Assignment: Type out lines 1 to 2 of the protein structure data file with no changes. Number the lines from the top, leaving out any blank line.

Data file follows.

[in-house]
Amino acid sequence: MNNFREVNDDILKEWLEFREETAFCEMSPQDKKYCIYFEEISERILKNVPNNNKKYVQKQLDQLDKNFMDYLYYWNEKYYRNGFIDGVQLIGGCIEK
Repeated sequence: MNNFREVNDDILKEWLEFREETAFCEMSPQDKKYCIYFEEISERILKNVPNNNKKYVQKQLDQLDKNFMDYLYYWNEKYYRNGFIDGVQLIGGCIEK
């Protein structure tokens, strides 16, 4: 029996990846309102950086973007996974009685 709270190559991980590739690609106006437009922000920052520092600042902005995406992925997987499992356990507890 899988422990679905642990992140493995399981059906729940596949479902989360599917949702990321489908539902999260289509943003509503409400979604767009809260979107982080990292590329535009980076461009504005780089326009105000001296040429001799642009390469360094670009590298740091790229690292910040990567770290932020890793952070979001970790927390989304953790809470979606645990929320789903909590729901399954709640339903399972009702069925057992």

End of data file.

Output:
[in-house]
Amino acid sequence: MNNFREVNDDILKEWLEFREETAFCEMSPQDKKYCIYFEEISERILKNVPNNNKKYVQKQLDQLDKNFMDYLYYWNEKYYRNGFIDGVQLIGGCIEK